Developing countries often lack the appropriate infrastructure and trained personnel to enable lifelong learning or continuing education. Although broadband Internet is on the rise, it still requires a big funds investment. Currently the mobile infrastructure is the main access point for Internet communication in remote areas. That is why researchers from Peru and Belgium have developed an open source learning solution. This code enables health care workers to connect to the free learning platform Moodle with their iPhone, iPod, and some other last generation mobile devices. This is a first application of its kind for both Moodle and the iPhone.
Web-based learning platforms are being used by all universities and some K12 institutions to give students access to courses, exams, and assignments. There are many learning platforms available (Blackboard, Sakai, Dokeos…) but not all of them are for free or accessible by mobile devices. Free and open source programs are of great importance to developing countries as it immediately affects positively the institutions' tight budget. Therefore Moodle was chosen as a free and open source learning platform.
In the last stages of finalizing the code everyone is invited to sign-in and try-out the last version of the web-application. The try-out and project site is available for all, starting March 19th , 2010. In the final stages of building this web-based application an international team of Moodle experts joined our team.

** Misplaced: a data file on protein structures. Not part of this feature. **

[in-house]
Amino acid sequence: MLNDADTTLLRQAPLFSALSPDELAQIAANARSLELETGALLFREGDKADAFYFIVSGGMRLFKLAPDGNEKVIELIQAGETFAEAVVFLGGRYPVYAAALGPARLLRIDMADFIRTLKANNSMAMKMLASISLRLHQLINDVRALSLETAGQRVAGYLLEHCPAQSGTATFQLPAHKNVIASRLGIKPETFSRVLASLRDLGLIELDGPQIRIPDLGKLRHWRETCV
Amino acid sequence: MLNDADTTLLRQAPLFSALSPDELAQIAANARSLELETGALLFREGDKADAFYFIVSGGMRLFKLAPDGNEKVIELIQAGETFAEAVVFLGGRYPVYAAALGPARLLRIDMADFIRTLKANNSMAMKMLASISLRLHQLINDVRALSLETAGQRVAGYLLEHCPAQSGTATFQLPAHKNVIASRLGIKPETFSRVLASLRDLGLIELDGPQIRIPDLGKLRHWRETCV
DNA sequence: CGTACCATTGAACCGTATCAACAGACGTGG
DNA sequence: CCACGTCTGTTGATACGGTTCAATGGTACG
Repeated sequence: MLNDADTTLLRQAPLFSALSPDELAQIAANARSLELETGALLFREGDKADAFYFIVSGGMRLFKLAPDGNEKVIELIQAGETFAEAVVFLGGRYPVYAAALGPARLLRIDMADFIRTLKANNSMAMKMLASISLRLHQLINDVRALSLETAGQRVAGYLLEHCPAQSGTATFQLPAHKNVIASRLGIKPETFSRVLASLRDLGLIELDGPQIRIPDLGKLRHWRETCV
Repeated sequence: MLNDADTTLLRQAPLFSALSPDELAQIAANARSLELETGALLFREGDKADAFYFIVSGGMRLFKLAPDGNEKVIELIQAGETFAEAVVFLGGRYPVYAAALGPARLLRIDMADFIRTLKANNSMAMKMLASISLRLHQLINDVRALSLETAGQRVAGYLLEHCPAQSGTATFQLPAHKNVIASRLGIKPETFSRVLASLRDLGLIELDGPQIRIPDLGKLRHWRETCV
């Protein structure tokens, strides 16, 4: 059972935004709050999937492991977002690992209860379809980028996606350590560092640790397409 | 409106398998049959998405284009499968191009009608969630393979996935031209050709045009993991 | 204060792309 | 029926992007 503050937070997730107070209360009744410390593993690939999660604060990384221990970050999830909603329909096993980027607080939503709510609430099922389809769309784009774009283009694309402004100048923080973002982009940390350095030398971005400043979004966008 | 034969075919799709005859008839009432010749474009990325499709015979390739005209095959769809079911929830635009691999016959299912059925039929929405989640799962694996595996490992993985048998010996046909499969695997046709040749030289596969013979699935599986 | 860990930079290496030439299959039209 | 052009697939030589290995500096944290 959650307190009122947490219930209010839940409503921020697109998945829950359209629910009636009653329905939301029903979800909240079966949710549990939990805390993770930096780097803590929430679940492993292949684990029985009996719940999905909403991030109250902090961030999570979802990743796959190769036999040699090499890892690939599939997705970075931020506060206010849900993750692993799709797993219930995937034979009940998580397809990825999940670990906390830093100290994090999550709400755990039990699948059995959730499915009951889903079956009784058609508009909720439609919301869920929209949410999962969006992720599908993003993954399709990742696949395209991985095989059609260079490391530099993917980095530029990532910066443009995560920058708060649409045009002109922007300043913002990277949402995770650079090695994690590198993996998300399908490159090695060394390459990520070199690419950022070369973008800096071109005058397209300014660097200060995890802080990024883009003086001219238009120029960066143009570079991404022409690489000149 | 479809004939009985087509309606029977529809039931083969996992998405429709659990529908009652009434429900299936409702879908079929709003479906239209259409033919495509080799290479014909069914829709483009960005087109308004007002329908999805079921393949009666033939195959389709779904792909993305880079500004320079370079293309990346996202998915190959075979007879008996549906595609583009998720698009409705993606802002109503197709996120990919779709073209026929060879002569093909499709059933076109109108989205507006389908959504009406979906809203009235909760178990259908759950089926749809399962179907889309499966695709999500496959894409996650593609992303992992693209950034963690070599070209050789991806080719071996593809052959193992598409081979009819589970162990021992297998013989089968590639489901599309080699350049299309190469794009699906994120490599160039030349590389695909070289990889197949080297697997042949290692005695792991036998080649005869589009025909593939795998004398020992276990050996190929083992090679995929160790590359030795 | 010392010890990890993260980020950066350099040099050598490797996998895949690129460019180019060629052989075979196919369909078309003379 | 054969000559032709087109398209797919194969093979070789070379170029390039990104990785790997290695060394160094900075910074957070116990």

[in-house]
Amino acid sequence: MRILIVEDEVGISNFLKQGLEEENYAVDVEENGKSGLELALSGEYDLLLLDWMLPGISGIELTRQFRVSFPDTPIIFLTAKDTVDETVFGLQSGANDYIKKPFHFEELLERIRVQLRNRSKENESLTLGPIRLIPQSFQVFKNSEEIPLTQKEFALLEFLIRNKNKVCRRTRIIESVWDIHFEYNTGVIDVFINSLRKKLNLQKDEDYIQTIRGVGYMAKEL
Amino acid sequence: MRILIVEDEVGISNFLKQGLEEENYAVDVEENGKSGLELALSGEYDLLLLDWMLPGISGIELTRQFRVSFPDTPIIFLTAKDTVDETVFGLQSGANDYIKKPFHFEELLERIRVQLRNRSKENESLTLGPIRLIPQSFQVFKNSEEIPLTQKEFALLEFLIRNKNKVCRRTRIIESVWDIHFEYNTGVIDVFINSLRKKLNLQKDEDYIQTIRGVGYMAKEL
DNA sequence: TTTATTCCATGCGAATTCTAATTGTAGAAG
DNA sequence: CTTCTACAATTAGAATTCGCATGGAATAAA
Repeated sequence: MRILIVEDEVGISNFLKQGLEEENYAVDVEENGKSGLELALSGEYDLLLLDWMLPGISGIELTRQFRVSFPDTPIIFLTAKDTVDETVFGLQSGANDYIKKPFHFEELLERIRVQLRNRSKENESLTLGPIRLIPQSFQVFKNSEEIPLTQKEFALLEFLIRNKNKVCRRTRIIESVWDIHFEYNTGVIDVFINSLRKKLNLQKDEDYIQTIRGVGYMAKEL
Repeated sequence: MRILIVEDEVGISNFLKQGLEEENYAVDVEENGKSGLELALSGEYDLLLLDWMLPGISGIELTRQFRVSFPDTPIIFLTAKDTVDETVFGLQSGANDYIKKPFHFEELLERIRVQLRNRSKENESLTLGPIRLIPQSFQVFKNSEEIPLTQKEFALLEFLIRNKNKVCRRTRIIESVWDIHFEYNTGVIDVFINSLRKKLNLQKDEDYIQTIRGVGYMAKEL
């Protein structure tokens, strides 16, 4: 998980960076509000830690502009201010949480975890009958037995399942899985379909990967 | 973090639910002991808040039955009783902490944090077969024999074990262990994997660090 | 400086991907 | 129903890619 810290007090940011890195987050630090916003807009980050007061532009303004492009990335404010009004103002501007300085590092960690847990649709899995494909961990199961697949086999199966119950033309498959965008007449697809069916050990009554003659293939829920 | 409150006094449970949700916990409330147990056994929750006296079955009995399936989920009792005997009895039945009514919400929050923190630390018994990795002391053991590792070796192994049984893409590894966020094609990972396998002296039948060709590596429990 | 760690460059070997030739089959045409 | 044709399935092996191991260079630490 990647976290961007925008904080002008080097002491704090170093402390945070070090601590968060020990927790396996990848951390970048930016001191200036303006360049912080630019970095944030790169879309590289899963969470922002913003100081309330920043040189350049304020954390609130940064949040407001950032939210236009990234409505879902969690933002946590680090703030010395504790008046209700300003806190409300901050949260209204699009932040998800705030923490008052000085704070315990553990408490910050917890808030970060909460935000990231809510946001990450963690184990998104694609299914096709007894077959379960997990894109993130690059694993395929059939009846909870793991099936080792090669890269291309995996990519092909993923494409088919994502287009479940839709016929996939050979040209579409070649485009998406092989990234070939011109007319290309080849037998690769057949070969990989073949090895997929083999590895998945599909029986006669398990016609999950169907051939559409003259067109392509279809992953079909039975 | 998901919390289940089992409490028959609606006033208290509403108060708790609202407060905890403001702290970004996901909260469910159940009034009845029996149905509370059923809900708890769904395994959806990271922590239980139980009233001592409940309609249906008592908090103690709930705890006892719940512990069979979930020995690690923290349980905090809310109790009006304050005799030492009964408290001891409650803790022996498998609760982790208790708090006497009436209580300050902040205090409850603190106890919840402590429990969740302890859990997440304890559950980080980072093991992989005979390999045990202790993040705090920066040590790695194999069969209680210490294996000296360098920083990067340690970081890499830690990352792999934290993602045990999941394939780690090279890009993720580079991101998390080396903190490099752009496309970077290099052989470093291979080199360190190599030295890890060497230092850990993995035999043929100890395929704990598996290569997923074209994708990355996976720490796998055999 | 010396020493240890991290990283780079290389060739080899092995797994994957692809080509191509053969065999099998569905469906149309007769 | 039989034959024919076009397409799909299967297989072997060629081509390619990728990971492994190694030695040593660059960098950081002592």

Both research institutes will offer the source code for free under a Creative Commons GNU license. Institutions, NGOs, small organizations, and companies can use the code to develop their own mobile learning environment, which allows a great number of people in remote areas to get access to lifelong learning. This is in line with UNESCO's philosophy of 'Education for All'.
This mobile learning project, made available through a Tibotec REACH grant, already served health care workers engaged in twenty clinics throughout Peru, involving them in a three-month program. Those health care workers treat 70% of all Peruvian HIV/AIDS patients in need. This pilot mobile learning program used multimedia, 3D-animations, group discussions, policy documents, and peer reviewed literature. A big added value is that participants in remote areas are no longer in need to leave their clinics (temporary brain drain) or move to another location to follow trainings.
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